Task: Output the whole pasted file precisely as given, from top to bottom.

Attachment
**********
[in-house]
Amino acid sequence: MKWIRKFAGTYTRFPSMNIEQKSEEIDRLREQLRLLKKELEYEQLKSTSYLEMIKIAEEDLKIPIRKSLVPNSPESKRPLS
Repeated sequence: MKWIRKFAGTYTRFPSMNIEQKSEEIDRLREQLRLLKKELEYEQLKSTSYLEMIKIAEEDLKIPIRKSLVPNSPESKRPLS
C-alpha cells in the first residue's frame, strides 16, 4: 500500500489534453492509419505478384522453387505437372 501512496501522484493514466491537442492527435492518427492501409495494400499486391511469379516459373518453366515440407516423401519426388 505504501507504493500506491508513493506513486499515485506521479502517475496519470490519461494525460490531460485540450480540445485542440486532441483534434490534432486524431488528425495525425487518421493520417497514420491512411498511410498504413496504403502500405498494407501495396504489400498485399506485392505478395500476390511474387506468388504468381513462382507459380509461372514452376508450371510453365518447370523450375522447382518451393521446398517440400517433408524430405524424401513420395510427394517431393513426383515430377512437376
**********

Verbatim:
[in-house]
Amino acid sequence: MKWIRKFAGTYTRFPSMNIEQKSEEIDRLREQLRLLKKELEYEQLKSTSYLEMIKIAEEDLKIPIRKSLVPNSPESKRPLS
Repeated sequence: MKWIRKFAGTYTRFPSMNIEQKSEEIDRLREQLRLLKKELEYEQLKSTSYLEMIKIAEEDLKIPIRKSLVPNSPESKRPLS
C-alpha cells in the first residue's frame, strides 16, 4: 500500500489534453492509419505478384522453387505437372 501512496501522484493514466491537442492527435492518427492501409495494400499486391511469379516459373518453366515440407516423401519426388 505504501507504493500506491508513493506513486499515485506521479502517475496519470490519461494525460490531460485540450480540445485542440486532441483534434490534432486524431488528425495525425487518421493520417497514420491512411498511410498504413496504403502500405498494407501495396504489400498485399506485392505478395500476390511474387506468388504468381513462382507459380509461372514452376508450371510453365518447370523450375522447382518451393521446398517440400517433408524430405524424401513420395510427394517431393513426383515430377512437376